Adaptation and validation of a questionnaire about risk behaviors for AIDS among drug users  [cached]
Pechansky Flavio,Hirakata Vania,Metzger David
Revista Brasileira de Psiquiatria , 2002,
Abstract: Objectives: To initiate the process of validation of an instrument based on an American self-reported questionnaire named RAB (Risk Assessment Battery) -- called CRA in its Brazilian version --, which covers aspects related to drug use, HIV testing, sexual behavior and concern with the transmission of the virus. The questionnaire was back-translated and its concurrent validity was tested, as well as the utility of an Overall Risk Score (ORS) for the transmission of the HIV virus or of subscores for Drug Use (SDU) or Sexual Risk (SSR). Methods: Case vignettes of ten typical cases had their questionnaire scores compared with the impression of independent referees. Results: There were systematic differences in the comparison with the specific referees for each area, suggesting that only the ORS has clinical validity, specifically regarding the exposure to risk of infection/reinfection by HIV. Conclusion: The questionnaire in its current use and format is not adequate to express impairment already caused by exposure to the virus. The specific subscores were not clinically valid to express such risk, and the instrument needs the addition of a more comprehensive section about intravenous drug use to be used in future studies.
Drug Use and Sex Work: Competing Risk Factors for Newly Acquired HIV in Yunnan, China  [PDF]
Junjie Xu, M. Kumi Smith, Guowei Ding, Jennifer Chu, Haibo Wang, Qinghua Li, Dongfang Chang, Guixiang Wang, Hong Shang, Yan Jiang, Ning Wang
PLOS ONE , 2013, DOI: 10.1371/journal.pone.0059050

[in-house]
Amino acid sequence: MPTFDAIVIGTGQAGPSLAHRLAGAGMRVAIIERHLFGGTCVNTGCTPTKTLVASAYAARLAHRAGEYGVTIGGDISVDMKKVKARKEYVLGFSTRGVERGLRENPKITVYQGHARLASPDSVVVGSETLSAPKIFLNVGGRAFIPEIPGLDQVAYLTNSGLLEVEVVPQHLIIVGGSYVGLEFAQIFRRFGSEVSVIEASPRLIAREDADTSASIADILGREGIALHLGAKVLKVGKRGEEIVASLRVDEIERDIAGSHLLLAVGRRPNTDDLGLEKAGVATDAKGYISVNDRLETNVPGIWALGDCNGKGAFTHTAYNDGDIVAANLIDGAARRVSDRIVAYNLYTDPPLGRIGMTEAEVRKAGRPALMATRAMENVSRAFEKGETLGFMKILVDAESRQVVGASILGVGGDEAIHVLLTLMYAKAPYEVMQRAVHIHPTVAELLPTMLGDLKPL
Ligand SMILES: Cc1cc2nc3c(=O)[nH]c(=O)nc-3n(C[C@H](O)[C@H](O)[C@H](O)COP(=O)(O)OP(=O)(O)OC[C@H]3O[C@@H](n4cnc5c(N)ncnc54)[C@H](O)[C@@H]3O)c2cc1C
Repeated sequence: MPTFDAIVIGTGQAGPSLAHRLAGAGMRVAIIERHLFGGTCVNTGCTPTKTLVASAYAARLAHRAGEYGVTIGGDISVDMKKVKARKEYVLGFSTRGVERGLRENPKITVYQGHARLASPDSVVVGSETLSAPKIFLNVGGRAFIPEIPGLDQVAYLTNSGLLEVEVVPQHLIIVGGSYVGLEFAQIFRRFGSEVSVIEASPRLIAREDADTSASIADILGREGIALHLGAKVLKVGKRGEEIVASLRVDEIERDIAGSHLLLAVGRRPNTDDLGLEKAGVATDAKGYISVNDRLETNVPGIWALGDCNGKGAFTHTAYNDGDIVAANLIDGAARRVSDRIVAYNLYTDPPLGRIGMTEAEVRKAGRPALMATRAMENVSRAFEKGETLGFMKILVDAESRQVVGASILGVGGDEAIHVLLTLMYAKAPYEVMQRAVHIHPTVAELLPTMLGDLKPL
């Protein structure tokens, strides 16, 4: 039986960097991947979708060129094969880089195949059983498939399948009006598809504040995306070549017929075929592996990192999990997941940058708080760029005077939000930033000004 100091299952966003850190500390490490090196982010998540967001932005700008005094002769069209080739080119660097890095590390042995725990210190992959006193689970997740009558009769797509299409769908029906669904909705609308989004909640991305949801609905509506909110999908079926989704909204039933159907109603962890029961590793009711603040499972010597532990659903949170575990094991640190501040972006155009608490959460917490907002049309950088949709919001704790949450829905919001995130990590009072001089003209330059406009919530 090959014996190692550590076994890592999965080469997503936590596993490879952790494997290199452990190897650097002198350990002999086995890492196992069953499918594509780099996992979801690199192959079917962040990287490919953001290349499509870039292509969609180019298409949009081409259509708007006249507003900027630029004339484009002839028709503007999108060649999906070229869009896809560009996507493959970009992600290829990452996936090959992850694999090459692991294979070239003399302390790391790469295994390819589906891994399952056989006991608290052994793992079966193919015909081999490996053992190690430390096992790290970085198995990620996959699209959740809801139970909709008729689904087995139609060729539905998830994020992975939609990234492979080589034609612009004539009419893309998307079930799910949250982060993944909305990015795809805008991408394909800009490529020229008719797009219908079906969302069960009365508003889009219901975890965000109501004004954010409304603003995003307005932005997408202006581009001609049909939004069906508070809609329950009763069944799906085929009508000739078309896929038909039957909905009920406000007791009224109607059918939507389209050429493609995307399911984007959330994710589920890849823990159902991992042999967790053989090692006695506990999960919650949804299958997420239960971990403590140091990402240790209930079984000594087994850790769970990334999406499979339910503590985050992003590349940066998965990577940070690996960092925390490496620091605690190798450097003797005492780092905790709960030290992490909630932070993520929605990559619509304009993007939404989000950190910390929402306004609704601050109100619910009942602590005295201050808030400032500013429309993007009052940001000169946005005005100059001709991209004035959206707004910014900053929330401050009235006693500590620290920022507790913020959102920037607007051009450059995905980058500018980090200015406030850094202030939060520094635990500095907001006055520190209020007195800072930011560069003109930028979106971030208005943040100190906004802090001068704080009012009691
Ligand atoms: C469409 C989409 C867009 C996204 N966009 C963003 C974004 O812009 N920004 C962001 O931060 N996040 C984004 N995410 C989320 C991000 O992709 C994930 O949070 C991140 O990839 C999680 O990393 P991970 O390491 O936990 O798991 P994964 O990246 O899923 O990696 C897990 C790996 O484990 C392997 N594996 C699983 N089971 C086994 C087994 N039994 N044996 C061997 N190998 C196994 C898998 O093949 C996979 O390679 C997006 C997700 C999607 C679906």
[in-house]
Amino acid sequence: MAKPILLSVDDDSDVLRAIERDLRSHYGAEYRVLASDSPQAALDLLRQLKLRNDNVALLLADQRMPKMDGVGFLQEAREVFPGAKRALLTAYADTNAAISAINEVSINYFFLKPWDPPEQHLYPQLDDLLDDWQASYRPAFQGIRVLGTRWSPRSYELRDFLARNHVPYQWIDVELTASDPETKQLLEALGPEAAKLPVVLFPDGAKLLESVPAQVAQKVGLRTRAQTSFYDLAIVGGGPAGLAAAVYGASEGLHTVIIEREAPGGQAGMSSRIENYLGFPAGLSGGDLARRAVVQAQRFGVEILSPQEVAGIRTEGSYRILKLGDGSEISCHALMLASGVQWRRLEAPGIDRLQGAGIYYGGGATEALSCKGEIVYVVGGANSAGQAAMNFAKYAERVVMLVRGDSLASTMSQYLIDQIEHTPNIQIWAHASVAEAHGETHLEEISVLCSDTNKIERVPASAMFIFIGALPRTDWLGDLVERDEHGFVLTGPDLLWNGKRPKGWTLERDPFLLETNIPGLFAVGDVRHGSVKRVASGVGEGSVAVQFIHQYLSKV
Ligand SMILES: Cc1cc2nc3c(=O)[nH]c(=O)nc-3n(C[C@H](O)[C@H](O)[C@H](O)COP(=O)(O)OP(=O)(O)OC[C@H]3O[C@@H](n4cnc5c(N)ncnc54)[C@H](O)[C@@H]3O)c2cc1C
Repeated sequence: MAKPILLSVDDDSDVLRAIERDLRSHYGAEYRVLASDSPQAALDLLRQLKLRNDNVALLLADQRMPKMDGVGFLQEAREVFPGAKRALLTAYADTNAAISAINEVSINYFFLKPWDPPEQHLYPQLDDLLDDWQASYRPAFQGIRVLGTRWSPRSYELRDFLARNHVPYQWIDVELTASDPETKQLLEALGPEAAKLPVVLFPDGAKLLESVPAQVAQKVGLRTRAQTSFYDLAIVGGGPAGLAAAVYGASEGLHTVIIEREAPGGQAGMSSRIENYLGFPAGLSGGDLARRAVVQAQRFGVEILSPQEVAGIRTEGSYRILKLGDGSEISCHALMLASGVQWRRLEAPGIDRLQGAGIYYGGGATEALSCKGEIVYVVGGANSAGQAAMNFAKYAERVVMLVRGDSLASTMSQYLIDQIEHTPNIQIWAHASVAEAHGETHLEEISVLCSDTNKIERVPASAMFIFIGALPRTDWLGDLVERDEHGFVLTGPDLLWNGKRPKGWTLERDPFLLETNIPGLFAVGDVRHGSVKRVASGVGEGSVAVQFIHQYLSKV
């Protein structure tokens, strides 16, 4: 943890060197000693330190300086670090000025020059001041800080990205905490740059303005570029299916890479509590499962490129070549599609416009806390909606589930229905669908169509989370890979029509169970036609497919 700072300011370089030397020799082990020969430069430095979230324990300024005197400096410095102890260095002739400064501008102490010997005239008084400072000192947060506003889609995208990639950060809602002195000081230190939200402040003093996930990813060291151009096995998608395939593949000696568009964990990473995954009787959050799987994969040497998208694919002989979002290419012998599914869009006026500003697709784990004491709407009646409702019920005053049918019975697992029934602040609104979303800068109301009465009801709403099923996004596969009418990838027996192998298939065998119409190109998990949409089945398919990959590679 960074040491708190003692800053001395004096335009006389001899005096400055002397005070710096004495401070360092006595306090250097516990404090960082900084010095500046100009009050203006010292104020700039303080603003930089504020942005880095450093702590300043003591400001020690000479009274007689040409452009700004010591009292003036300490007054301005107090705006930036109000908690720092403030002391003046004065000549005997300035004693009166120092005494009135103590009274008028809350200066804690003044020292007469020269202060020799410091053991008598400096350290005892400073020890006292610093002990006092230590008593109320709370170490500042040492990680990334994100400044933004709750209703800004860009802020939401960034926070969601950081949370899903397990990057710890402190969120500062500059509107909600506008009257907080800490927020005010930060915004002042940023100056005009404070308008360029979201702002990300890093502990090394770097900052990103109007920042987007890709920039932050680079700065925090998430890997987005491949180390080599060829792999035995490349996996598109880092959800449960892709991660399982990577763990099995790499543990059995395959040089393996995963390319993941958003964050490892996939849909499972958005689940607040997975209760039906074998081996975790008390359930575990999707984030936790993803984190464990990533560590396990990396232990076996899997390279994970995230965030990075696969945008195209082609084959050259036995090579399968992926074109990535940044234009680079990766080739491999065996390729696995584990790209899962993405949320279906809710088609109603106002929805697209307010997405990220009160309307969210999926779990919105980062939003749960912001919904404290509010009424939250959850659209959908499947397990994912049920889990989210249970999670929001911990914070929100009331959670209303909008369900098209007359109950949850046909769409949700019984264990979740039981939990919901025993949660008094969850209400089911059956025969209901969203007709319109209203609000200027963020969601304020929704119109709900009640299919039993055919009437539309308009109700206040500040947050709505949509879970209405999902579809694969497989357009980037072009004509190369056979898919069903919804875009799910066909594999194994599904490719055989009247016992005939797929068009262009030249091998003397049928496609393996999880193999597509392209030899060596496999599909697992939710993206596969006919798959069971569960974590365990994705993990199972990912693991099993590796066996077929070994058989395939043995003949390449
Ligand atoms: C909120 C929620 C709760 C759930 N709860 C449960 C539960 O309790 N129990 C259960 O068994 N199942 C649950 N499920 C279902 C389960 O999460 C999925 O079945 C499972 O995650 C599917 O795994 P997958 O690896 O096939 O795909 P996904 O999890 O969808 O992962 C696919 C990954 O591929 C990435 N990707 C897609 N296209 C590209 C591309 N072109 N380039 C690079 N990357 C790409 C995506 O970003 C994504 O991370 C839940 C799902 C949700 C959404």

Abstract: Objective To investigate the HIV incidence and its related factors among female sex workers (FSWs) in a high prevalence area where injection drug use is also widely documented. Method A cross-sectional study of 1642 female sex workers (FSWs) was conducted in Honghe Prefecture of Yunnan Province. Interviewed-questionnaires were administrated to collect information on sexual partnerships, condom use and illicit drug using behaviors etc. Blood samples were collected to test for HIV antibodies, and all HIV seropositive specimens were tested with the BED IgG capture-based enzyme immunosorbent assay (BED-CEIA) to distinguish between new and established HIV infection (<153 days). Results 15.9% (261/1642) of participants reported ever having used drugs, and 7.4% had injected in recent 3 months. The overall HIV prevalence was 10.2% (168/1642), among which 16.7% (28/168) were identified as recent infections using BED-CEIA. The crude HIV incidence estimated from BED-CEIA results was 4.4 (95%CI 2.8–6.0) /100 person years (PY). Multivariate logistic analysis showed that an illicit drug using history (by either self-reporting or urine opiates testing) was both significant risk factors both for HIV established and recent infection (each p<0.05). Drug using FSWs (DU-FSW) reported more male clients in the previous week, and had significantly higher prevalence of HIV, chlamydia trachomatis and HSV-2 as compared to non DU-FSW (each p<0.05). Conclusion Our results show that a history of drug use poses significant risks for both new and established HIV infection among FSWs, and that HIV-incidence among Honghe FSWs is relatively high compared to similar populations. Comprehensive interventions targeted at DU-FSWs' injection drug using and high risk sexual behaviors are urgently needed to reduce the rapid spread of HIV epidemic.